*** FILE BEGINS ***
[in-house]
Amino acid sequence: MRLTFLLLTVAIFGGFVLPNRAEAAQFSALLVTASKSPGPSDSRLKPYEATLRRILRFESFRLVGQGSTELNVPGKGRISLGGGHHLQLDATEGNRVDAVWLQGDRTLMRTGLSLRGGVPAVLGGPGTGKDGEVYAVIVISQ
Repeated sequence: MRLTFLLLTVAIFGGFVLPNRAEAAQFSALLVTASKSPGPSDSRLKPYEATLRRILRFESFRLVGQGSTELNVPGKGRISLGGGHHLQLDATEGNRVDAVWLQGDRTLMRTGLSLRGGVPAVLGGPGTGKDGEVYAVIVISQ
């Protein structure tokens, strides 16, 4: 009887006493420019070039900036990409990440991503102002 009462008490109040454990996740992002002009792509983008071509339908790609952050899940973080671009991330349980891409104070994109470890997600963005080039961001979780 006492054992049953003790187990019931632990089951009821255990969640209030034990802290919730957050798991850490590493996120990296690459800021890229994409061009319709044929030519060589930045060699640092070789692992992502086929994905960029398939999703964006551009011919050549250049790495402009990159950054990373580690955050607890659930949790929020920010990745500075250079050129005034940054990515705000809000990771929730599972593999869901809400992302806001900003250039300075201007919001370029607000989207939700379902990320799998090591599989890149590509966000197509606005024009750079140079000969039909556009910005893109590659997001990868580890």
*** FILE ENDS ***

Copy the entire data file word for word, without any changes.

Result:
[in-house]
Amino acid sequence: MRLTFLLLTVAIFGGFVLPNRAEAAQFSALLVTASKSPGPSDSRLKPYEATLRRILRFESFRLVGQGSTELNVPGKGRISLGGGHHLQLDATEGNRVDAVWLQGDRTLMRTGLSLRGGVPAVLGGPGTGKDGEVYAVIVISQ
Repeated sequence: MRLTFLLLTVAIFGGFVLPNRAEAAQFSALLVTASKSPGPSDSRLKPYEATLRRILRFESFRLVGQGSTELNVPGKGRISLGGGHHLQLDATEGNRVDAVWLQGDRTLMRTGLSLRGGVPAVLGGPGTGKDGEVYAVIVISQ
């Protein structure tokens, strides 16, 4: 009887006493420019070039900036990409990440991503102002 009462008490109040454990996740992002002009792509983008071509339908790609952050899940973080671009991330349980891409104070994109470890997600963005080039961001979780 006492054992049953003790187990019931632990089951009821255990969640209030034990802290919730957050798991850490590493996120990296690459800021890229994409061009319709044929030519060589930045060699640092070789692992992502086929994905960029398939999703964006551009011919050549250049790495402009990159950054990373580690955050607890659930949790929020920010990745500075250079050129005034940054990515705000809000990771929730599972593999869901809400992302806001900003250039300075201007919001370029607000989207939700379902990320799998090591599989890149590509966000197509606005024009750079140079000969039909556009910005893109590659997001990868580890």